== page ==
Do Your Homework Before You TowTowing a boat, camper or just about any kind of trailer requires that you first do a little homework. There are important factors to consider before you tow anything behind your truck! First and foremost is the maximum weight your truck or vehicle is rated to tow. If you’re unsure, you can contact the dealer, check your owner’s manual or search the internet to find your vehicles tow weight rating.
Experience has taught me that you should calculate some leeway into the load you’re towing based on the maximum weight ratings the manufacturer has given your vehicle. Many manufacturers are known to “stretch the truth” with the calculations. As a general rule of thumb I advise customers: ½ ton trucks (1500 series) can tow up to 5,000 lbs comfortably while ¾ to 1 ton are designed for approximately 7500 lbs. Your truck may be able to tow more but it will cause extreme stress on the engine, transmission, and driveline components.
Another consideration is the grade level of the road where you will be towing your boat, camper or trailer. A Ford Explorer can get away with towing a 4000 lb trailer in “flat” Illinois but will struggle immensely on a steep grade if you’re traveling in the mountains.
Keep your tow vehicle in peak operating condition for maximum reliability
Your vehicle’s fluids are under tremendous stress while towing a trailer. I always recommend using full synthetic engine oil and rear axle fluid in your tow truck or vehicle. Synthetic fluids are designed to handle the extreme heat generated while towing over extended periods of time, where conventional fluids will begin to “break down”.
I don’t usually recommend synthetic transmission fluid. Most manufacturers require specific transmission fluid which may have special additives engineered for your transmission. Switching from manufacturer specs to anything else can spell disaster.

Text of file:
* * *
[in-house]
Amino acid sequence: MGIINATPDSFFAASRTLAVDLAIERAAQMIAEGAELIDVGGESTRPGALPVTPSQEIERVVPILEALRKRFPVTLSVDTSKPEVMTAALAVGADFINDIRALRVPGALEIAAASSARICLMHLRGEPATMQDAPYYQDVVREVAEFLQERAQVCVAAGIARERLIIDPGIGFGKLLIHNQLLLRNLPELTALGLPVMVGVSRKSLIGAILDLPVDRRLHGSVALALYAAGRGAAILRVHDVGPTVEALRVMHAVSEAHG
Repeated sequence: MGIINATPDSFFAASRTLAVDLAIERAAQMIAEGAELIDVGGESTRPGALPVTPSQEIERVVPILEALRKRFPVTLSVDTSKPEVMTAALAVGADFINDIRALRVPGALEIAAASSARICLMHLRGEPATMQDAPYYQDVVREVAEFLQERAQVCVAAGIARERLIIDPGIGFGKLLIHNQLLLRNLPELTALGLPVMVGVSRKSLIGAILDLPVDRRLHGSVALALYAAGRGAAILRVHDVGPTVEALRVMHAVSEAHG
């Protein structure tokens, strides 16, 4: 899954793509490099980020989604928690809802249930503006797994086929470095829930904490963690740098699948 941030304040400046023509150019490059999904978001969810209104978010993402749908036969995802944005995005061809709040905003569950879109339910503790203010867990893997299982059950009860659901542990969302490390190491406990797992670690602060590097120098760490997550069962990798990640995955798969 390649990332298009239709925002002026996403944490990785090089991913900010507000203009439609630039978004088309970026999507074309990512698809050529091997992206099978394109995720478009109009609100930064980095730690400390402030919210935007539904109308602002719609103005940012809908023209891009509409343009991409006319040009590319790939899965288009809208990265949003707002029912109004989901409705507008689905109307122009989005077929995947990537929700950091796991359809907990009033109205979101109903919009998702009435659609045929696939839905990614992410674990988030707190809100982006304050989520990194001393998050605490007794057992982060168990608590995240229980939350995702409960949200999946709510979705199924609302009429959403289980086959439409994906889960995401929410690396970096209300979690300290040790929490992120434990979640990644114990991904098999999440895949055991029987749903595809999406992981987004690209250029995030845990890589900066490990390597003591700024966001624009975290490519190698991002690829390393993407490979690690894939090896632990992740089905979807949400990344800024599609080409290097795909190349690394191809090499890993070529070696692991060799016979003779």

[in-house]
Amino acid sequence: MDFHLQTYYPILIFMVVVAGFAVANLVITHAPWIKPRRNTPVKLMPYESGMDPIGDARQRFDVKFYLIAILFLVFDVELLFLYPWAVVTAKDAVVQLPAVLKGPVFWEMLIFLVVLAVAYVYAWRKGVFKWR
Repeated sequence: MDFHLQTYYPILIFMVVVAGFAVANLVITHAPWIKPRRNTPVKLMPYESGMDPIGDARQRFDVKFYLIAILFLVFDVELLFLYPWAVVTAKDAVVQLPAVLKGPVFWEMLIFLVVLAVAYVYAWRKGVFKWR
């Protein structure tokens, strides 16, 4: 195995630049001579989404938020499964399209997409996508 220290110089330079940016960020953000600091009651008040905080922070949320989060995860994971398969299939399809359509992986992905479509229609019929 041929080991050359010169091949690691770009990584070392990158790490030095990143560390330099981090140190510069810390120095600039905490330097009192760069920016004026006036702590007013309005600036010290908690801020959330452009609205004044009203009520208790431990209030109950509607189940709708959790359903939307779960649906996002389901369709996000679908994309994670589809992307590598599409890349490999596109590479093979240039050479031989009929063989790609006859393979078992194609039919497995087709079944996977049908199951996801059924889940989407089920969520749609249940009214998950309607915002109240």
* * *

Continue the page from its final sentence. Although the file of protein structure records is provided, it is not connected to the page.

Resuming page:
You should also clean any debris from your radiator fins as this will affect heat transfer. It may never show a problem under normal driving conditions but can cause overheating when put under high temperature stress. Cooling fans and fan clutches are also helpful tools for providing proper airflow under extreme towing conditions.
Most importantly, you have to be able to stop your vehicle and the additional load you’re towing!
Ever notice when you’re driving a car full of passengers that your brakes don’t always work as well as you’re used to? Why? The extra weight puts more strain on your brake system in several ways. When your system isn’t in perfect operating condition, it doesn’t work well with the extra load.
I recently towed a heavy camper across the country and through the mountains of Yellowstone National Park. I went above and beyond to prepare for the adventure and replaced brakes and brake fluid. Yet, when we descended from 10,000 feet, I experienced that helpless feeling of losing the brakes at the bottom of the descent. The extreme heat of constantly applying the brakes as we descended overheated the system. Thankfully I was able to stop by constantly pumping the brake pedal.
When I returned and inspected my brake system, the pads were fine. In fact, the whole system was perfect. The problem occurred because the brake fluid reached its boiling point and created the feeling of having air in the system. That’s why now, I recommend high temp brake fluid to anyone planning on towing in extreme conditions.
As you can see, there are many aspects to consider when towing a boat, camper or trailer. The truck you use must be in top operating condition with special modifications if you want to push the limits. At Wise Auto Clinic, we can help make your summer towing in Schaumburg safe and reliable.